Here are possible ways to remove stains from our cloths:
- Fruit and Wine Stains
To achieve a greater success, any stain and spot should be removed as soon as possible. To remove fruit and wine stains stretch the fabric over a bowl or a bath and pour boiling water through the cloth from a height of a foot or two.
- Ink Stains
If you have a bottle of milk, then you can easily remove ink stains anytime, anywhere. Just dip the cloth in milk, squeeze the blackened milk into one dish and dip again immediately into clear milk until the stain has disappeared. Then finish by washing the cloth in warm water and in soapy water to remove the fat in the milk.
- Iron Rust
To remove iron rust from linen and cotton you may use lemon juice and salt. Wet the spot with the juice of a lemon, cover with salt and lay in the sun, repeat the operation until the stain is removed, then rinse out the lemon and salt thoroughly. This of course cannot be used on colored fabrics, as it fades the color.
- Grease Spots
Grease is one of the worst foes to garments and the greatest care is needed to remove such spots from delicate fabrics. If not done at once, the dust and grease together often prove ruinous. When the color and fabric will not be injured by it, warm water and soap is the best agent, otherwise absorbents may be used. French chalk or magnesia powdered, placed upon the spot, and allowed to remain for a time will often absorb the grease effectually. If the first application is not effective, brush off, and apply again until the spot disappears. Where water can be used without injuring the cloth, the chalk or magnesia can be made into a paste and spread over the spot. When dry, brush off with a soft brush.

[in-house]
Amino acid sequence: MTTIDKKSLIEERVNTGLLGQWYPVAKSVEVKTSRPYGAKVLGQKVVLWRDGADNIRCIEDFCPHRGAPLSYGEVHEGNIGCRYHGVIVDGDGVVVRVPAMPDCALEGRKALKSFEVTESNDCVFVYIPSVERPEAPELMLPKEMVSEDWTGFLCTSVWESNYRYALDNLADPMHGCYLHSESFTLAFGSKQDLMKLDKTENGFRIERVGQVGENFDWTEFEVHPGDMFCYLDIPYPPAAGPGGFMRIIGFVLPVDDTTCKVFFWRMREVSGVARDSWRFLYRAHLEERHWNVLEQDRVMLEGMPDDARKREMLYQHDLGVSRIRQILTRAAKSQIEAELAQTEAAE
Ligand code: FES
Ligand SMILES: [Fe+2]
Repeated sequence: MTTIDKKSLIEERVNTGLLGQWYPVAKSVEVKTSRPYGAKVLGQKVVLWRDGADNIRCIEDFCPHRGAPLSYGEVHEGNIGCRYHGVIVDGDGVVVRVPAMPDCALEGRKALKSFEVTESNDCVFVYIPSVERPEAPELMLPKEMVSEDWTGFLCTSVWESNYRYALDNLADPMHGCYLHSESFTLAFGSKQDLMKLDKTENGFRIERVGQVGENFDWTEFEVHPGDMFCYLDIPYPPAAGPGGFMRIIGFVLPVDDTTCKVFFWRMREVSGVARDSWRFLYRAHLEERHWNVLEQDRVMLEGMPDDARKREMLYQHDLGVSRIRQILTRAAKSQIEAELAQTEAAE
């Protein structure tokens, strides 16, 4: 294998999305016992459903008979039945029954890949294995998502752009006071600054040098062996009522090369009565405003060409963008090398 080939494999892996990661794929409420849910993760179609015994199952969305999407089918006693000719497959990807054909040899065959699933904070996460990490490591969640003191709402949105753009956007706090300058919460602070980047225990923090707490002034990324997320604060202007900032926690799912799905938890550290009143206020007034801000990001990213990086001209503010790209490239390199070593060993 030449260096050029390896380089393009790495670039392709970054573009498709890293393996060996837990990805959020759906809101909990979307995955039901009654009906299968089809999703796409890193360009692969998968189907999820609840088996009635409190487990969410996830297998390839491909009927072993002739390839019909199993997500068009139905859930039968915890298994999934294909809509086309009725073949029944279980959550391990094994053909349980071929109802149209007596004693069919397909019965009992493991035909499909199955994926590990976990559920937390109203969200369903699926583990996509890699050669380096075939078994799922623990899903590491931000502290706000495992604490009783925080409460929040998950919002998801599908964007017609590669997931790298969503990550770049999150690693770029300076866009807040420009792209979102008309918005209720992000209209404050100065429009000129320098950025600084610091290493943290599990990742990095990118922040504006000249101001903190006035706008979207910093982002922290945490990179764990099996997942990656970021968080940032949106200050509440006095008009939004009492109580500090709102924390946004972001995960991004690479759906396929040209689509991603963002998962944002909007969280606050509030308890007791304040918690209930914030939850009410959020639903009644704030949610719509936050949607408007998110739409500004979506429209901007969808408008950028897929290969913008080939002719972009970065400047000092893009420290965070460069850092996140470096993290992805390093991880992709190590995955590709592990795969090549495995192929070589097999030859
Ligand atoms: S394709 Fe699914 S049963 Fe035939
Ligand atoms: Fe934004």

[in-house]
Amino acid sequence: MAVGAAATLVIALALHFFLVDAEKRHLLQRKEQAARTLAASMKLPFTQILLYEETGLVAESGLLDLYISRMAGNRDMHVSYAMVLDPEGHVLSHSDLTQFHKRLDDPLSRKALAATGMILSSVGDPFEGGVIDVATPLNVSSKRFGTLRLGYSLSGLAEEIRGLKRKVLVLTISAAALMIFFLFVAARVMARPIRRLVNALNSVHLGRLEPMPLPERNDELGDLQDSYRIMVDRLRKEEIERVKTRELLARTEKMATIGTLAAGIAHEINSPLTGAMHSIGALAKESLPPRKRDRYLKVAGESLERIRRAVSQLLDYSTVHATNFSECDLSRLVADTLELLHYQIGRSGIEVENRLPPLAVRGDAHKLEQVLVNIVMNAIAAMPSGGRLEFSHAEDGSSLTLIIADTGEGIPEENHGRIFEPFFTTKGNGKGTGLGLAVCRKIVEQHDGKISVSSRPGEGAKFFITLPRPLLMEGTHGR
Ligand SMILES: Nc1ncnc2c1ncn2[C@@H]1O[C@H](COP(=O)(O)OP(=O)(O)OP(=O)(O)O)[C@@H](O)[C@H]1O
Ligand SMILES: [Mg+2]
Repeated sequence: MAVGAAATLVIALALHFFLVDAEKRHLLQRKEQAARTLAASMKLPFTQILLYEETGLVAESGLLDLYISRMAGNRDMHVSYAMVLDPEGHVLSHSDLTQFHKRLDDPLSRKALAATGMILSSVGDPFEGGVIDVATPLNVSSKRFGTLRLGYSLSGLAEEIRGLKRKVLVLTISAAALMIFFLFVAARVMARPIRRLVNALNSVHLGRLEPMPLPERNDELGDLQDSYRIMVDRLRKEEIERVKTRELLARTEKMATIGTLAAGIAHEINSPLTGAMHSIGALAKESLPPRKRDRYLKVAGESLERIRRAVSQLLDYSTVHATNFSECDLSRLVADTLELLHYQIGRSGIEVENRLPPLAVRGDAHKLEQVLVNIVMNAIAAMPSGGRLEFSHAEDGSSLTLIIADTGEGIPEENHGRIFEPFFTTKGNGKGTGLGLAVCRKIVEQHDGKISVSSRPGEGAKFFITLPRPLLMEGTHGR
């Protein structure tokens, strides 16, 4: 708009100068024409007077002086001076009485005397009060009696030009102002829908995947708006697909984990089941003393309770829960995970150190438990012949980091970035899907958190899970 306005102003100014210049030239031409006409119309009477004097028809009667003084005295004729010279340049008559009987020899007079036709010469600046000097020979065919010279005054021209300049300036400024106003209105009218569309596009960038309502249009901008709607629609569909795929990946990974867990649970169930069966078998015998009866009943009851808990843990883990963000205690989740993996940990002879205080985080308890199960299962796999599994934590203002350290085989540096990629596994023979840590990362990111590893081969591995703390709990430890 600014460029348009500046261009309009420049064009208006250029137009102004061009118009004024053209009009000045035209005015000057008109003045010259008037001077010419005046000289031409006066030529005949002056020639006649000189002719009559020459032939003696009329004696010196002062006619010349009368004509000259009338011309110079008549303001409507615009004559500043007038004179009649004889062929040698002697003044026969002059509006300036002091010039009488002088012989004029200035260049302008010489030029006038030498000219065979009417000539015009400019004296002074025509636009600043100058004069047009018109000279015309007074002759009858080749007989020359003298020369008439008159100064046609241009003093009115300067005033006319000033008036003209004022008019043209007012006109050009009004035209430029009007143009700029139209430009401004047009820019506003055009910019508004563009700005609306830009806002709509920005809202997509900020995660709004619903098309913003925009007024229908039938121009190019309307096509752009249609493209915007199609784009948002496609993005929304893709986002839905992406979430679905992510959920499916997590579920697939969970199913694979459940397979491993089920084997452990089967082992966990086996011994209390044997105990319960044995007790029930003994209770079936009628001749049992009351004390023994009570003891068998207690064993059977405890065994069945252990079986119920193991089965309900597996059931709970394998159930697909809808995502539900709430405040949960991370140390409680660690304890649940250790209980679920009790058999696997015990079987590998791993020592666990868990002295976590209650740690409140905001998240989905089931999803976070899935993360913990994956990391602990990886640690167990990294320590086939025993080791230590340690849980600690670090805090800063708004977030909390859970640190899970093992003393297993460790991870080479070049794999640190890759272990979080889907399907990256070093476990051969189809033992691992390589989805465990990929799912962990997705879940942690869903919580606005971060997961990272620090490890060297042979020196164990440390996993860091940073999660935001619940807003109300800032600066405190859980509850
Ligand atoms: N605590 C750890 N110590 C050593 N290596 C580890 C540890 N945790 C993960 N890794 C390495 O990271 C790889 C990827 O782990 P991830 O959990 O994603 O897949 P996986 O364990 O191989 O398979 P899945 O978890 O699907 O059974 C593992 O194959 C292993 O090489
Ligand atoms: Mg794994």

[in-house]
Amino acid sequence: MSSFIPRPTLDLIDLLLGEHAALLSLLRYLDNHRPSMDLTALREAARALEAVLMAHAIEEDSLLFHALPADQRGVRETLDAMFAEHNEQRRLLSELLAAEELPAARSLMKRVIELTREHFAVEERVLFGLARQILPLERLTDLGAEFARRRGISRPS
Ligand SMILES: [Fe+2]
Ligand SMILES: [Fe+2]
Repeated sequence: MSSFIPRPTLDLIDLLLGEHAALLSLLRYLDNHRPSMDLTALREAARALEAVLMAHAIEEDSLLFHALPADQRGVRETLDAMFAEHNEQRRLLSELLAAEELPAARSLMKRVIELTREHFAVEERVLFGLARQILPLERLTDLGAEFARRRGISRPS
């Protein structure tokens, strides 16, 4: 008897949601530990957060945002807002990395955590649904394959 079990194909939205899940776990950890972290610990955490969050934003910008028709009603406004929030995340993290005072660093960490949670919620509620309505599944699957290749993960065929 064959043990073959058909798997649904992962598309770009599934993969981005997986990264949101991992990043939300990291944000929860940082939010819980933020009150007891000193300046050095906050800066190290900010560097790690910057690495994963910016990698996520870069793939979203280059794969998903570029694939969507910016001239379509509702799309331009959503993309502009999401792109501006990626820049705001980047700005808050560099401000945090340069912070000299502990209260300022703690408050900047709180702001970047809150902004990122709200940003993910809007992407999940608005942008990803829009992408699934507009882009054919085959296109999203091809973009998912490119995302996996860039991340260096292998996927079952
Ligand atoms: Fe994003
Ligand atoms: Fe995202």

In removing fresh grease spots, blotting paper with a warm iron may often be used effectively. If the heat changes the color of the cloth, the iron should be held above the cloth.
- Blood Stains
Blood stains may be removed by making a paste of starch and applying it to the spot. Several applications may be necessary.